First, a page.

Zelenskyy: The West needs more courage to help Ukraine fight back


LVIV, Ukraine (AP) — Ukrainian President Volodymyr Zelenskyy has accused the West of lacking courage as his country struggles to stave off an invasion from Russia, issuing an exasperated plea for fighter jets and tanks to support a defense in a conflict that has

LVIV, Ukraine (AP) — Ukrainian President Volodymyr Zelenskyy has accused the West of lacking courage as his country struggles to stave off an invasion from Russia, issuing an exasperated plea for fighter jets and tanks to support a defense in a conflict that has turned into a war of attrition.

Speaking after US President Joe Biden met with senior Ukrainian officials in Poland on Saturday, Zelenskyy hit out at ‘Western ping-pong over who and how should hand over jets and other defensive weapons to us’ while Russian missile attacks kill and entrap civilians.

“I spoke to Mariupol defenders today. I am in constant contact with them. Their determination, heroism and steadfastness are astonishing,” Zelenskyy said in a video address early Sunday, referring to the beleaguered southern city that suffered some of the greatest deprivation and horrors of war. “If only those who have been thinking for 31 days about how to deliver dozens of jets and tanks had 1% of their courage.

Russia’s invasion of Ukraine, now in its 32nd day, has stalled in many areas, its aim to quickly encircle the capital, kyiv, and force its surrender wavering in the face of resistance fierce Ukrainian – reinforced with weapons from the United States and other Western allies.

However, Western military aid has so far not included fighter jets. A proposal to transfer Polish planes to Ukraine via the United States was dropped amid NATO fears of being drawn into a military conflict with Russia.

“So who is in charge of the Euro-Atlantic community? Is it still Moscow, thanks to its scare tactics? Zelenskyy exclaimed as he delivered his pointed remarks. “Our partners must step up their aid to Ukraine.”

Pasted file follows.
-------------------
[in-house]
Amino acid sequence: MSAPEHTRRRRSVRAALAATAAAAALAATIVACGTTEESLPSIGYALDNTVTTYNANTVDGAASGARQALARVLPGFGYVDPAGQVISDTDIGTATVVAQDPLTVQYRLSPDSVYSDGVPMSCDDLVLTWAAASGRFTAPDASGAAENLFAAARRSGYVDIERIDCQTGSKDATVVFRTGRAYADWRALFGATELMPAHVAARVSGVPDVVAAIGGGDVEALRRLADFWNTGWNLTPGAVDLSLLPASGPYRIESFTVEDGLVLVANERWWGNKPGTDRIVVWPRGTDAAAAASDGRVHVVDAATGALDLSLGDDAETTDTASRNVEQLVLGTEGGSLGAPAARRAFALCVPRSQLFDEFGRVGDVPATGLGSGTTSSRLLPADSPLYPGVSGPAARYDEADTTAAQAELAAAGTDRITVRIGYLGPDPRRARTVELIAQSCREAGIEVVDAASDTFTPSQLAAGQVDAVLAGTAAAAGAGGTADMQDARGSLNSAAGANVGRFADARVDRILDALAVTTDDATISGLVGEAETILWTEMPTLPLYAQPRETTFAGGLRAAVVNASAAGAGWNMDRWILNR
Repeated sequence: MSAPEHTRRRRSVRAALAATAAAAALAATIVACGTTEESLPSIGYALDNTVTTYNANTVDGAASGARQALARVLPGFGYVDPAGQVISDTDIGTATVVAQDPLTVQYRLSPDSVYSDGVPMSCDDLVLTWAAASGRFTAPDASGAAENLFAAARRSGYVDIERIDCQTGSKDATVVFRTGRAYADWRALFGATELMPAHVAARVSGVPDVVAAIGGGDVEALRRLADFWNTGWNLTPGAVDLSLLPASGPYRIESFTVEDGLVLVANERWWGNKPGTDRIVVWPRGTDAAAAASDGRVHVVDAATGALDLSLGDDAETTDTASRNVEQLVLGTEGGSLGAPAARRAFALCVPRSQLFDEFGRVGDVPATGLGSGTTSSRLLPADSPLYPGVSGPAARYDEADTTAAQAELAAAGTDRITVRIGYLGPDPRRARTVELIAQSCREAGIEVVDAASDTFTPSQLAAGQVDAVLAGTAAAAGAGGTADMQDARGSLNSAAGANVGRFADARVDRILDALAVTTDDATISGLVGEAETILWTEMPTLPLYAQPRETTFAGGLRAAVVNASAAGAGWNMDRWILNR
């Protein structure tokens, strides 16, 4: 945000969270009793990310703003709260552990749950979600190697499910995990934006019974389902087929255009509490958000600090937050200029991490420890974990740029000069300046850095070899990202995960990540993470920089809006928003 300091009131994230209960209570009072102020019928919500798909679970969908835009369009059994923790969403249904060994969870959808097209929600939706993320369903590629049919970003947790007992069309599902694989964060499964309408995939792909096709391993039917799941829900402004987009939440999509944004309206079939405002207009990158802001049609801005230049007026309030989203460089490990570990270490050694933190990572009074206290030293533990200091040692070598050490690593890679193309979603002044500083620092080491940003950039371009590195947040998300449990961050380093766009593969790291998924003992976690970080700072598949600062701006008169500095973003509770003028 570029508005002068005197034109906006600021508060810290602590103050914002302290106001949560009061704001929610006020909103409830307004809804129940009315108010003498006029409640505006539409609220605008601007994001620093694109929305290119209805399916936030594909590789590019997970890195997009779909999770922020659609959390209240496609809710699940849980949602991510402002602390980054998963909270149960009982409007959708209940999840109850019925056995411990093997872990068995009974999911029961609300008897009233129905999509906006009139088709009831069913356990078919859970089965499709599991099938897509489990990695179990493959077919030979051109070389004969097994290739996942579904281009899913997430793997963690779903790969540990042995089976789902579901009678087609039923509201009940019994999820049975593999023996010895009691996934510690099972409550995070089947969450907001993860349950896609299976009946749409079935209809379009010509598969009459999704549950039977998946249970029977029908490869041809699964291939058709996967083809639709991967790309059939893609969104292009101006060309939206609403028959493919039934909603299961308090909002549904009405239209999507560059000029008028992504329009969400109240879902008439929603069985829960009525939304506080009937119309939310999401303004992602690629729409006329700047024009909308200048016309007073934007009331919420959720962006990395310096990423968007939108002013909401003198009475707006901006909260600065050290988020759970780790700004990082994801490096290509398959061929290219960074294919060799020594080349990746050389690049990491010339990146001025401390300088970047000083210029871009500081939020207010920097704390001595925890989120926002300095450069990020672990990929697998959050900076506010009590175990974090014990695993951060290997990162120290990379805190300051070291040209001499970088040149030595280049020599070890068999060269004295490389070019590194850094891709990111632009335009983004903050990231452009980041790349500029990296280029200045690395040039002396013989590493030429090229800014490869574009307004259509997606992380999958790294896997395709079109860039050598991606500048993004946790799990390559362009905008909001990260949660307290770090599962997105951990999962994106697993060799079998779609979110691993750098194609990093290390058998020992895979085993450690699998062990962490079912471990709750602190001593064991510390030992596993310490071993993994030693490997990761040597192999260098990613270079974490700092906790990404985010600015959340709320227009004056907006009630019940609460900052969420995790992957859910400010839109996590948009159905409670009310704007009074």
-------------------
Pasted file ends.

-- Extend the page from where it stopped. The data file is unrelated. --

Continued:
The British Ministry of Defense said on Sunday that the battlefield in northern Ukraine remains largely static as local Ukrainian counterattacks hamper Russian attempts to reorganize their forces. He said Russian forces appeared to be trying to encircle Ukrainian forces directly facing breakaway regions in the east of the country.

Moscow has claimed that its goal is to wrest the entirety of Ukraine’s eastern Donbass region from Ukrainian control. The region has been partially controlled by Russian-backed separatists since 2014. A senior Russian military official said on Friday that troops were being redirected east from other parts of the country.

Despite the claims, Russian rockets hit the western city of Lviv on Saturday while Biden traveled to neighboring Poland, a reminder that Moscow is ready to strike anywhere in Ukraine.

Russian Defense Ministry spokesman Major General Igor Konashenkov said on Sunday that he used air-launched cruise missiles to hit a fuel depot and defense factory in Lyiv. Konashenkov said another strike with sea-launched missiles destroyed an air defense missile depot in Plesetske, just west of the Ukrainian capital, Kyiv.

The strikes came as Biden wrapped up a visit to Poland, where he met with Ukrainian foreign and defense ministers, visited US troops and saw refugees from the war. Before leaving, he delivered a forceful and very personal condemnation of Russian President Vladimir Putin, saying: “For the love of God, this man cannot stay in power.”